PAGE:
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Mixed Reality

Merging Real and Virtual Worlds

Yuichi Ohta and Hideyuki Tamura
160x240mm pp.418 Yen7000 1999

The past ten years have seen the popularization of virtual reality (VR) systems, which enable participants to interact with virtual environments synthesized by a computer. Most of the VR systems we have experienced in this decades have conveyed a poor sense of reality, primarily because the environments are synthesized entirely within a computer. Due to this limitation, people started to incorporate the rich information available in the real world into their VR systems. It therefore became essential to identify a technology that deals concurrently with the virtual synthesized world, as well as with the real physical world. Mixed reality is just such a technology, in that it realized environments that seamlessly integrate both real and virtual worlds.
This is the proceeding of the First International Symposium on Mixed Reality.


Part I Overview and Perspective/Part II Registration and Rendering/Part III Multi-Sensory Augmentation/Part IV Communication and Collaboration/14 Augmented Telexistence/Part V Systems: Design Considerations and Future Trends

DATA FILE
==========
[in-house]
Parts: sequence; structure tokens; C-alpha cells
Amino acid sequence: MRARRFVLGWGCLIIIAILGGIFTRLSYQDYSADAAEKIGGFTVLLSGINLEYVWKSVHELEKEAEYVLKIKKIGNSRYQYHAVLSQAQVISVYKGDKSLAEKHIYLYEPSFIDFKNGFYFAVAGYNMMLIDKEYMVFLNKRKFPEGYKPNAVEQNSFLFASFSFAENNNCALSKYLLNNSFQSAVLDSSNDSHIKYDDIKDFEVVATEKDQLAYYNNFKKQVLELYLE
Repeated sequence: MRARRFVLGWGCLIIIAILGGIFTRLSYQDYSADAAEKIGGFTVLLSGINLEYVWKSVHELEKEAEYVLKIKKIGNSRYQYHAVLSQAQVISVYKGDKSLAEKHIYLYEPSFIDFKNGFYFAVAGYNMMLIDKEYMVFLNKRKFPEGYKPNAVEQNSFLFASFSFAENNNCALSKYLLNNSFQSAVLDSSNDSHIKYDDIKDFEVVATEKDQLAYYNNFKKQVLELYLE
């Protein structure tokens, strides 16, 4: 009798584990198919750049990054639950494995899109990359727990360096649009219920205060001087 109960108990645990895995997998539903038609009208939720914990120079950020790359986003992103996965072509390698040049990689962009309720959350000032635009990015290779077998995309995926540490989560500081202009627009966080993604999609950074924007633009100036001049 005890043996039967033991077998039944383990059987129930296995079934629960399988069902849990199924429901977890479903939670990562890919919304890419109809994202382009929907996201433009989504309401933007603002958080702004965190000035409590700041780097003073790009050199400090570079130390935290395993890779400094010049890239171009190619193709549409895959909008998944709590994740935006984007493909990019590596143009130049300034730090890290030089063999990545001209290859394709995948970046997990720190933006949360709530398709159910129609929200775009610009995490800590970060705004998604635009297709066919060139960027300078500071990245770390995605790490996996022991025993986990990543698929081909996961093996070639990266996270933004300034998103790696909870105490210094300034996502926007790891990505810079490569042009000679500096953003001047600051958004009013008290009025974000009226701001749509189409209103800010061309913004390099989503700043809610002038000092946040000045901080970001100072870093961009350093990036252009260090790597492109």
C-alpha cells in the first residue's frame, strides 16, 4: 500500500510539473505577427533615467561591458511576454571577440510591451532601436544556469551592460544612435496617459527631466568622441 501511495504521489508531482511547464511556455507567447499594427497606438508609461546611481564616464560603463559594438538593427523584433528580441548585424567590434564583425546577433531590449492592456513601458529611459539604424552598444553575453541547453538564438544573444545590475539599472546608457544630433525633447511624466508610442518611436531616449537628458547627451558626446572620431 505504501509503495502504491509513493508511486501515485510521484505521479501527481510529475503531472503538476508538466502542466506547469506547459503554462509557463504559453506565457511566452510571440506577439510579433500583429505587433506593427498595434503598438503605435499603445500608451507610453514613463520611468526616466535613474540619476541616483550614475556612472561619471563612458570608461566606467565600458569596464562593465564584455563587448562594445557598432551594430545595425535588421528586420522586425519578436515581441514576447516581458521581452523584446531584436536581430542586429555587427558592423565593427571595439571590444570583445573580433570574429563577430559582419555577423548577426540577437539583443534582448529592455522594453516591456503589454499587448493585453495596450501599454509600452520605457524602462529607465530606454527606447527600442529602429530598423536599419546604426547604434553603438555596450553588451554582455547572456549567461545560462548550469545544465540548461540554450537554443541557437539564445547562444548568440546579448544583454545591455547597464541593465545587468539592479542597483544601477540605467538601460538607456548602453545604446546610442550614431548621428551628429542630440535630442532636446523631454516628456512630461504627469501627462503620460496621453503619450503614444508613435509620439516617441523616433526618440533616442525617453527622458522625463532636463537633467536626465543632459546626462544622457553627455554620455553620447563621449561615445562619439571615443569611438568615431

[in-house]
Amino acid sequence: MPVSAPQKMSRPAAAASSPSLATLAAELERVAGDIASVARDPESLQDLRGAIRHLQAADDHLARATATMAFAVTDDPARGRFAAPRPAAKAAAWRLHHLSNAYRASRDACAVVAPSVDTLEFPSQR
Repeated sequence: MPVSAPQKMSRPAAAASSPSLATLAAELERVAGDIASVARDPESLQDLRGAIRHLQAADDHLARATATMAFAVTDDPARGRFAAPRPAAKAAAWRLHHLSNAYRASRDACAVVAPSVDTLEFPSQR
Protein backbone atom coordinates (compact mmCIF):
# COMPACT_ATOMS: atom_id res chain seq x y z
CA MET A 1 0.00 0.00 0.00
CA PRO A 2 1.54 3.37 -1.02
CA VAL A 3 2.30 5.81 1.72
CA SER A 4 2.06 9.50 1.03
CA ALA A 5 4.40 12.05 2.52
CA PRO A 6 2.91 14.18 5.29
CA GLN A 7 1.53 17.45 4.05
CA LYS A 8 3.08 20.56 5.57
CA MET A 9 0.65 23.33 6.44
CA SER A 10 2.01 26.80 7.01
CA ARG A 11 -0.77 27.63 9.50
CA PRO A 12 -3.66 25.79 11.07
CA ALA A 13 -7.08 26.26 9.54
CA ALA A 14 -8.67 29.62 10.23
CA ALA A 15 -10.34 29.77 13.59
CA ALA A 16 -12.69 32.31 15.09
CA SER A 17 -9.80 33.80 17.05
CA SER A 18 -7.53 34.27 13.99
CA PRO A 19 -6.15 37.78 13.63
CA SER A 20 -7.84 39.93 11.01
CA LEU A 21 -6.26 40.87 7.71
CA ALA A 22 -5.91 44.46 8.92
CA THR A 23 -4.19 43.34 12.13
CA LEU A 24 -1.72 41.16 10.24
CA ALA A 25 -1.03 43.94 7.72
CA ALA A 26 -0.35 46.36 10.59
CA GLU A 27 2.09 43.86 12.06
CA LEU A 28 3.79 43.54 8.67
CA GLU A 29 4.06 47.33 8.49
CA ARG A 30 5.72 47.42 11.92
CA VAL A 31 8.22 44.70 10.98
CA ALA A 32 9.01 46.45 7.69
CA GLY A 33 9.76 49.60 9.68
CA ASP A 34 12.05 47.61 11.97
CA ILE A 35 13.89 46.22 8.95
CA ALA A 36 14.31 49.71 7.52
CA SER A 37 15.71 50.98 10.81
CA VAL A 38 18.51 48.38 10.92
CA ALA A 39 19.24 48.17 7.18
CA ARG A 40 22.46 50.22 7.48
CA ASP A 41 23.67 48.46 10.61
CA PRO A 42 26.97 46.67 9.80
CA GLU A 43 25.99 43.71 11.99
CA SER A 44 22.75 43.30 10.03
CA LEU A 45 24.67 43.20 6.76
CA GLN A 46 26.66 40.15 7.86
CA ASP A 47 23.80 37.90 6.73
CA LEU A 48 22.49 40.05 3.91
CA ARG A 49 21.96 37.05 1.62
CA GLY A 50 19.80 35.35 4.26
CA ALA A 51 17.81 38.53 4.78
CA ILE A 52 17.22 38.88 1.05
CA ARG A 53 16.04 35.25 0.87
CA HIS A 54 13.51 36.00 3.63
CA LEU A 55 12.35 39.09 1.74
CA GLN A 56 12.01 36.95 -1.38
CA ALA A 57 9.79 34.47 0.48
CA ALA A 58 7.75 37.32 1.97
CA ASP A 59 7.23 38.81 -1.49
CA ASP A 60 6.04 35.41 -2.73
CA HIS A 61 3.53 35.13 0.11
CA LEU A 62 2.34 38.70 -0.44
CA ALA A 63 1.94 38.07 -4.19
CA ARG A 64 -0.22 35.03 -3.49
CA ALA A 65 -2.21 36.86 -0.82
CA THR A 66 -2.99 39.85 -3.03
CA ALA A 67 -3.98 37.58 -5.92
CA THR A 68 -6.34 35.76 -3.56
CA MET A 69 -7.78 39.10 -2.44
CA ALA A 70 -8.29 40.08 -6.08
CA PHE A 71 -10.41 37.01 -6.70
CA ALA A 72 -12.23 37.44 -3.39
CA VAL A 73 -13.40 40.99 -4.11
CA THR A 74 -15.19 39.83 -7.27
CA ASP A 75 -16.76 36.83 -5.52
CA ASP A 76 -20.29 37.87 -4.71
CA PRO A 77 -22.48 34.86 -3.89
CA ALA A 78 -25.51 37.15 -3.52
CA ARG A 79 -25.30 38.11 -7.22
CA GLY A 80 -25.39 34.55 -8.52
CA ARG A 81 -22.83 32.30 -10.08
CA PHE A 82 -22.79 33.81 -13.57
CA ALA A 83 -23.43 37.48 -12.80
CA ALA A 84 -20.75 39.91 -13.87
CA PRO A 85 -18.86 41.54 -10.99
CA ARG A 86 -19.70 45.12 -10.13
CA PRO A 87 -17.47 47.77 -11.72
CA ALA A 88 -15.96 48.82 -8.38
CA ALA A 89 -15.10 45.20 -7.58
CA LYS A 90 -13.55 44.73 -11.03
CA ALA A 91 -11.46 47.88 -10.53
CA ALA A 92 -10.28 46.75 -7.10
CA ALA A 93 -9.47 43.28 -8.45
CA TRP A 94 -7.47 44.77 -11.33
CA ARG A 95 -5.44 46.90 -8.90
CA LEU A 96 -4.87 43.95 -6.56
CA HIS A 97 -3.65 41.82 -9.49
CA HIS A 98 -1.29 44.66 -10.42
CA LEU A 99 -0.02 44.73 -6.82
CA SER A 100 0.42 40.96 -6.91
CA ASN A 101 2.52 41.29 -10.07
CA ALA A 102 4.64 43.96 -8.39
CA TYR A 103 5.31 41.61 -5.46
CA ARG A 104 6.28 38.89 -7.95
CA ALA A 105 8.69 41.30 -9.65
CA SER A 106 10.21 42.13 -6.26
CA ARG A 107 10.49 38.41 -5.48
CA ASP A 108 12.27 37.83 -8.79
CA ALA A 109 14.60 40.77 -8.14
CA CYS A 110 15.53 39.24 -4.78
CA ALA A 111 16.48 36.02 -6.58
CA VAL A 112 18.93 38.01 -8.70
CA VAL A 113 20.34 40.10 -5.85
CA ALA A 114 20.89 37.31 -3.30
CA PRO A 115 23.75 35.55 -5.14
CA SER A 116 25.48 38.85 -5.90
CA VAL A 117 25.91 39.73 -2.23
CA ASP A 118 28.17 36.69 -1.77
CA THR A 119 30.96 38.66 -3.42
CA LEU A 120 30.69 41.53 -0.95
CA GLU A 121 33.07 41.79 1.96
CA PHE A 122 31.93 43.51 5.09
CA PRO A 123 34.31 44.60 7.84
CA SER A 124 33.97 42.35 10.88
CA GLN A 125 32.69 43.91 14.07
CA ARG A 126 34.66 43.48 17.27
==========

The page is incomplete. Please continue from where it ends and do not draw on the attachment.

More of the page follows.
Part I Overview and Perspective/1 A Taxonomy of Real and Virtual World Display Integration/2 displays for augmented Reality: Historical Remarks and Future Prospects/3 Virtualized Reality: Digitizing a 3D Time-Varying Event As Is and in Real Time/4 Steps Toward Seamless Mixed Reality/Part II Registration and Rendering/5 Vision-Based Geometric Registration of Virtual and Real Worlds/6 Augmented Reality Tracking in Natural Environments/7 Stereo Vision Based Video See-through Mixed Reality/8 Photometric Modeling for Mixed Reality/9 The Ray-Based Approach to Augmented Spatial Communication and Mixed Reality/10 Building a virtual World from the Real World/Part III Multi-Sensory Augmentation/11 Auditory Distance Perception in Real, Virtual, and Mixed Environments/12 Feel-through: Augmented Reality with Force Feedback/13 Tangible Bits: Coupling Physicality and Virtuality Through Tangible User Interfaces/Part IV Communication and Collaboration/14 Augmented Telexistence/15 Collaborative Mixed Reality/16 Virtual Reality Technologies for Multimedia Communications/Part V Systems: Design Considerations and Future Trends/17 Operator Localization of Virtual Objects/18 Augmented Reality: A balancing Act Between High Quality and Real-Time Constraints/19 MR Aided Engineering: Inspection Support Systems Integrating Virtual Instruments and Process Control/20 wearing IT Out: First Steps Toward Mobile Augmented Reality Systems/21 The challenge of Making Augmented Reality Work Outdoors/22 An Outdoor Augmented Reality System for GIS Applications

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